VJ-Day, seen through Japanese eyes
It was a beautiful morning. And when I woke up, I felt rested for the first time in a long time.
Mother and I had slept through the night in a house a few hours away from our city. At home, we had to dash out of the house every night when the air-raid siren sounded. We had not had an uninterrupted night's sleep for a long time.
I was in fifth grade when my younger brother and I were sent to live in Mother's hometown. (Children had been ordered out of our city.) But I dreaded being left alone. I had to go back to be with Mother as soon as our summer vacation began. I was probably the only child in the city.
Today, Mother looked rested, too. We smiled. We were grateful to the neighbor who'd brought us here, and to her brother and his family, whose home it was.
After breakfast - Mother and I hadn't had a real breakfast for some time - I went for a walk.
It was peaceful here. Nobody worried about where I was going by myself. There were no air raids here.
So quiet. So serene. It seemed unreal. A young brown horse stood by a little pond near the barn. The dirt road was cool, layered with leaves from the tall trees on either side of it. I glimpsed blue sky between the leaves when they swayed in the wind.
Suddenly, I heard an airplane. I froze. B-29! I thought. Were American bombers finally coming to raid even the rural countryside of northern Japan? I felt sure I was hidden under the trees, but decided not to move until the airplane was gone.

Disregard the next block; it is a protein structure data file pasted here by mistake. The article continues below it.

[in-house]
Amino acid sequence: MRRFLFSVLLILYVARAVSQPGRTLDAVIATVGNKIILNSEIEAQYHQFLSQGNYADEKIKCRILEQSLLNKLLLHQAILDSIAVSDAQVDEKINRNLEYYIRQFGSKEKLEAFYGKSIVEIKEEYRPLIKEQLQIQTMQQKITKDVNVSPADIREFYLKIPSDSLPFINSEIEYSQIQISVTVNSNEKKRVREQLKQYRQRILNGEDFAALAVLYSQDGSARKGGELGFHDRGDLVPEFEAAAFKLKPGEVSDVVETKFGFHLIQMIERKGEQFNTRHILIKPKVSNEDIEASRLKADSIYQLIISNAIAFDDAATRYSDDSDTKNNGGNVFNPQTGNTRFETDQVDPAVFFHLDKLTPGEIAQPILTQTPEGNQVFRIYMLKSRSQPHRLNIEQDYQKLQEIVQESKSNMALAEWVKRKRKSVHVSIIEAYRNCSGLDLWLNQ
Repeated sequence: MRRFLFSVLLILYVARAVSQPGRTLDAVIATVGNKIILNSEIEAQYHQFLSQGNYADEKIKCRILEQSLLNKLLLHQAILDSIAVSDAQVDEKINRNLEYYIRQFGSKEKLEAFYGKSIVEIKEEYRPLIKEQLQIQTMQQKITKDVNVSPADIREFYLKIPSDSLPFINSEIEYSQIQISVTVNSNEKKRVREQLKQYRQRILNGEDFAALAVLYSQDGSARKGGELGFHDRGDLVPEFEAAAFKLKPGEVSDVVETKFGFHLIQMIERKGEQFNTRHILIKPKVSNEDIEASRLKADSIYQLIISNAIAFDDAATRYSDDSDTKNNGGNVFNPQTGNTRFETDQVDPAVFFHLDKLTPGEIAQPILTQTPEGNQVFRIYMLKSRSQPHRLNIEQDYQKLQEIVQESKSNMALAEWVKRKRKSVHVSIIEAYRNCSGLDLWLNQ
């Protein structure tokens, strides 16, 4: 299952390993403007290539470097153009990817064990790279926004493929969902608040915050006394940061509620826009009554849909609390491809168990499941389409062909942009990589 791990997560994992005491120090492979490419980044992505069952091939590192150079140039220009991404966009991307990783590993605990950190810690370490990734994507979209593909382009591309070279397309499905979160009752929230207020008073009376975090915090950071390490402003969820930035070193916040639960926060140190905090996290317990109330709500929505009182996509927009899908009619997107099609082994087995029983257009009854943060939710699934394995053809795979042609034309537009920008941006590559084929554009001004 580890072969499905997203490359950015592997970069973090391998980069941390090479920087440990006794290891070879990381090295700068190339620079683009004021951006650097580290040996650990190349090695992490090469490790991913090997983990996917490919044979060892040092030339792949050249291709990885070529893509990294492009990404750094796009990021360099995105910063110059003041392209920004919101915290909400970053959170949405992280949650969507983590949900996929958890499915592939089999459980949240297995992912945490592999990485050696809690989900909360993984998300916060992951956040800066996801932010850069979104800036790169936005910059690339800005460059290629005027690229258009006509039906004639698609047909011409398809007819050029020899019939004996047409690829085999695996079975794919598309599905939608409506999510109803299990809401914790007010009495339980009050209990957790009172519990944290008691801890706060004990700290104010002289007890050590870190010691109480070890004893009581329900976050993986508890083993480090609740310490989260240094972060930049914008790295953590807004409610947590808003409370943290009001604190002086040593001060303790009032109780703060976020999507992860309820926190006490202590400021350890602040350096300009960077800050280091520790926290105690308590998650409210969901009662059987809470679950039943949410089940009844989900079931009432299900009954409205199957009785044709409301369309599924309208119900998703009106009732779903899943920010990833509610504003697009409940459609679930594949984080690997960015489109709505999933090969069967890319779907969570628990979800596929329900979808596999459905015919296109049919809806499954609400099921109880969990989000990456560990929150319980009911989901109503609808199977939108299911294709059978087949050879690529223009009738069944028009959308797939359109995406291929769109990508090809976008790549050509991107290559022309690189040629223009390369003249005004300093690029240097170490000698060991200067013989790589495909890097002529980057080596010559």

The plane passed by. No circling, no lingering. No bombing. Was it a Japanese airplane?
Again it was silent. But now I felt uncomfortable. I told myself not to be afraid. It must have been a Japanese plane. No American airplane would come alone. They always came in groups, I thought. I felt better.
Soon I came to an open field. I saw berries growing, huge and plump, deep red. I ate some and then gathered some in a handkerchief for Mother. I turned back.
When I approached the house, Mother was in the front yard. She looked as if she had fallen. I rushed toward her.
"What happened?" I said. "What's wrong?
"Over?" I said. Mother nodded.
"The war is over?" I said. I don't have to run out of the house at midnight anymore! I thought. I don't have to worry about air raids! No more sirens!
"We lost," Mother said in a hoarse voice. "We lost the war...."
"No!" I shouted. "We can't! You said we would never lose!"